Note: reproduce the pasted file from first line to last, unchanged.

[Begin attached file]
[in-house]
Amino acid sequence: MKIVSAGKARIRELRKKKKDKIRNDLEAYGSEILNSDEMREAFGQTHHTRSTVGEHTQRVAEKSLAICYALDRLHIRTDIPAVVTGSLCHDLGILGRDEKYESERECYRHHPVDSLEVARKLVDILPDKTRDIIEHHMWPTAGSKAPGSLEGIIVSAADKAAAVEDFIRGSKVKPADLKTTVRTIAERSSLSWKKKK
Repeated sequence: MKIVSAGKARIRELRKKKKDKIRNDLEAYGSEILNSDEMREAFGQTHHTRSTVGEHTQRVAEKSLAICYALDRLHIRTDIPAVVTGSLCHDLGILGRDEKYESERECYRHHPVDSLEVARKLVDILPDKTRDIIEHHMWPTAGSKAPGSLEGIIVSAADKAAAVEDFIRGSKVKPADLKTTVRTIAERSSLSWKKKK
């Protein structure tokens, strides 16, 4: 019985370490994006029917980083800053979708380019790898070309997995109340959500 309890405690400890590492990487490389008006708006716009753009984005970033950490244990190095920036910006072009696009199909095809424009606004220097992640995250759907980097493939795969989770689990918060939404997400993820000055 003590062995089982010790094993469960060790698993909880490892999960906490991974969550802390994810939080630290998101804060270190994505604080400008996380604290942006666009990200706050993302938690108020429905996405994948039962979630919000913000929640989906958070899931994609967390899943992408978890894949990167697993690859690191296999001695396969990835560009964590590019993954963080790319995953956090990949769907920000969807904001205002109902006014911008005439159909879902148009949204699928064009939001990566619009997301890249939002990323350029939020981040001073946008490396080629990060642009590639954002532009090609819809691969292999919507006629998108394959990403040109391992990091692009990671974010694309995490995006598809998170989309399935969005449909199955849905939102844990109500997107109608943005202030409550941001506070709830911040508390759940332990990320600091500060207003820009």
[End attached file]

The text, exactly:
[in-house]
Amino acid sequence: MKIVSAGKARIRELRKKKKDKIRNDLEAYGSEILNSDEMREAFGQTHHTRSTVGEHTQRVAEKSLAICYALDRLHIRTDIPAVVTGSLCHDLGILGRDEKYESERECYRHHPVDSLEVARKLVDILPDKTRDIIEHHMWPTAGSKAPGSLEGIIVSAADKAAAVEDFIRGSKVKPADLKTTVRTIAERSSLSWKKKK
Repeated sequence: MKIVSAGKARIRELRKKKKDKIRNDLEAYGSEILNSDEMREAFGQTHHTRSTVGEHTQRVAEKSLAICYALDRLHIRTDIPAVVTGSLCHDLGILGRDEKYESERECYRHHPVDSLEVARKLVDILPDKTRDIIEHHMWPTAGSKAPGSLEGIIVSAADKAAAVEDFIRGSKVKPADLKTTVRTIAERSSLSWKKKK
């Protein structure tokens, strides 16, 4: 019985370490994006029917980083800053979708380019790898070309997995109340959500 309890405690400890590492990487490389008006708006716009753009984005970033950490244990190095920036910006072009696009199909095809424009606004220097992640995250759907980097493939795969989770689990918060939404997400993820000055 003590062995089982010790094993469960060790698993909880490892999960906490991974969550802390994810939080630290998101804060270190994505604080400008996380604290942006666009990200706050993302938690108020429905996405994948039962979630919000913000929640989906958070899931994609967390899943992408978890894949990167697993690859690191296999001695396969990835560009964590590019993954963080790319995953956090990949769907920000969807904001205002109902006014911008005439159909879902148009949204699928064009939001990566619009997301890249939002990323350029939020981040001073946008490396080629990060642009590639954002532009090609819809691969292999919507006629998108394959990403040109391992990091692009990671974010694309995490995006598809998170989309399935969005449909199955849905939102844990109500997107109608943005202030409550941001506070709830911040508390759940332990990320600091500060207003820009």